But wait. The anti-gravity that is dark energy means that General Relativity as Einstein originally formulated it - the version without a cosmological constant that successfully predicted the expansion of the universe - is not adequate to describe the universe. We have to modify it by adding dark energy. If we must generalize General Relativity, why stop there? Perhaps the need for dark matter is actually an indication of the need to modify gravity.

A few years after Rubin's pioneering observations, Moti Milgrom of the Weizmann Institute suggested as much. Indeed, many versions of modified gravity theories were tried and rejected. Usually, these supposed a change to the force law on some large scale size appropriate to galaxies. This approach does not work. The version suggested by Milgrom, MOND (for Modified Newtonian Dynamics), envisioned a modification of Newton's Second Law at a different kind of scale: at very low acceleration. (The centripetal acceleration experienced by a star orbiting about in a galaxy is roughly one part in 100,000,000,000 of that we feel on the surface of the earth.) Of all the modified gravity theories that had been suggested, this seemed theoretically to be the most outrageous. And yet, it worked like magic in fitting the rotation curves of spiral galaxies.

I have spent most of my career studying a class of objects known as Low Surface Brightness Galaxies. These diffuse galaxies rotate like spirals, but have a much larger mean separation between their stars. Like most astronomers, I had dismissed and largely ignored Milgrom's idea. When I learned he had made a number of very specific predictions for this class of objects, I assumed that my data would falsify his theory. Instead, I found it impossible to make sense of the data in terms of dark matter. In these ghostly galaxies where the dark matter must everywhere outweigh the luminous stars and gas, it was the ordinary matter that seemed to be calling the shots. To my growing incredulity, each observation that was puzzling in the context of dark matter turned out to be confirmation of one of Milgrom's long standing predictions.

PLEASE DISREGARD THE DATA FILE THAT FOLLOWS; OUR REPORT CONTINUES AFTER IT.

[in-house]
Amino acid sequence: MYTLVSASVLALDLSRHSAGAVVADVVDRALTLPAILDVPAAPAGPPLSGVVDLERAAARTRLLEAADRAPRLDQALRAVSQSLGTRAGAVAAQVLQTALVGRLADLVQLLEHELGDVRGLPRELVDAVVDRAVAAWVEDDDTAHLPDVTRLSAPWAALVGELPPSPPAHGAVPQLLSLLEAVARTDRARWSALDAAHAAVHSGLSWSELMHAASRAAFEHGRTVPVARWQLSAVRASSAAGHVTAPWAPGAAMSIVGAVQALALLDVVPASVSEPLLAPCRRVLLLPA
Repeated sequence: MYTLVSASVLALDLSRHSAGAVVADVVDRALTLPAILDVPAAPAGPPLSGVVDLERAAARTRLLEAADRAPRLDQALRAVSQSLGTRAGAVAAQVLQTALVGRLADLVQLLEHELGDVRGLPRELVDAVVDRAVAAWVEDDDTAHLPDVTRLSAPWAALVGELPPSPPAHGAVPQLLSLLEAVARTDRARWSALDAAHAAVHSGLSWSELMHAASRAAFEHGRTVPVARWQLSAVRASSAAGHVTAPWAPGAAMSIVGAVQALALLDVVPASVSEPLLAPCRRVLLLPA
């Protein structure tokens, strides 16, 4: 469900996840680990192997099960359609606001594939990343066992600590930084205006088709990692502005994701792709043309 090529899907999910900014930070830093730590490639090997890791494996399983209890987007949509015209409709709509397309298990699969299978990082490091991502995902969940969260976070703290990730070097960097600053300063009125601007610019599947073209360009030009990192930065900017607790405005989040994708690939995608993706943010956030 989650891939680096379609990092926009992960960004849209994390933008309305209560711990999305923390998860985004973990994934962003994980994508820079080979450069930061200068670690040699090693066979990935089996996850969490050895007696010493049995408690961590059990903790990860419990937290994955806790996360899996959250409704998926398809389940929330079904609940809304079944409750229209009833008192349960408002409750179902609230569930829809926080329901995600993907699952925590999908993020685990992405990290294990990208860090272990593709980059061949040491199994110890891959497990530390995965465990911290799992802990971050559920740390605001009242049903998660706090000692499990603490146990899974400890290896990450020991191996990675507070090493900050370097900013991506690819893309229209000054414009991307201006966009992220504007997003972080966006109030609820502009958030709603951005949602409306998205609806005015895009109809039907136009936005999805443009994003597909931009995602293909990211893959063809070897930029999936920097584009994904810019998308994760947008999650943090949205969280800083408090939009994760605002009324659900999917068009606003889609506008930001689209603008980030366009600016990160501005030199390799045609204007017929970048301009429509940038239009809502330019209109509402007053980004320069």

Still, Milgrom's idea seems to many too crazy to be possible. More crazy than dark matter. And dark energy. While it works uncannily well at describing the rotation curves of galaxies, it is less clear whether it works in other systems. Worse, it seemed utterly at odds with General Relativity.

This has changed recently with the advent of TeVeS. TeVeS was introduced in 2004 by Jacob Bekenstein, a physicist renowned for his work on the thermodynamics of black holes which set Steven Hawking on the path to discovering Hawking radiation. Bekenstein showed for the first time that it is indeed possible to write a theory encompassing both General Relativity and MOND. This is achieved by introducing scalar and vector fields in addition to the tensor field of General Relativity. The existence of such an all-encompassing theory removes the principle theoretical objection to modified gravity as a real physical alternative to dark matter.

It is early days for testing TeVeS. Can it provide a satisfactory description of cosmology? One test will be to see if it can explain the apparent need for dark energy as well as that for dark matter. If such a sweeping explanation is possible, it might well be preferable to the patchwork cosmology espoused at present. More locally, Bekenstein has suggested that TeVeS could be tested here in the solar system, as MOND-like effects might manifest themselves in small regions in interplanetary space where the gravitational effects of the sun and planets balance. There is a rich array of experiments to pursue which have the potential to lead to a true revolution in physics.

For the present, I remain perplexed by the stubborn success of MOND in individual galaxies. If the standard picture with dark matter is correct, this should not happen. So far, laboratory searches for dark matter have turned up empty. One begins to wonder - does the dark matter required by standard theory actually exist?

Throughout the history of the human endeavor to understand the cosmos, the limits on our observational horizon have flavored the answers to the big questions offered by our imaginations. We have made tremendous observational progress and genuinely know more now than ever previously. Have we finally found the right answers to the big questions? Or do these just open the door to still bigger questions?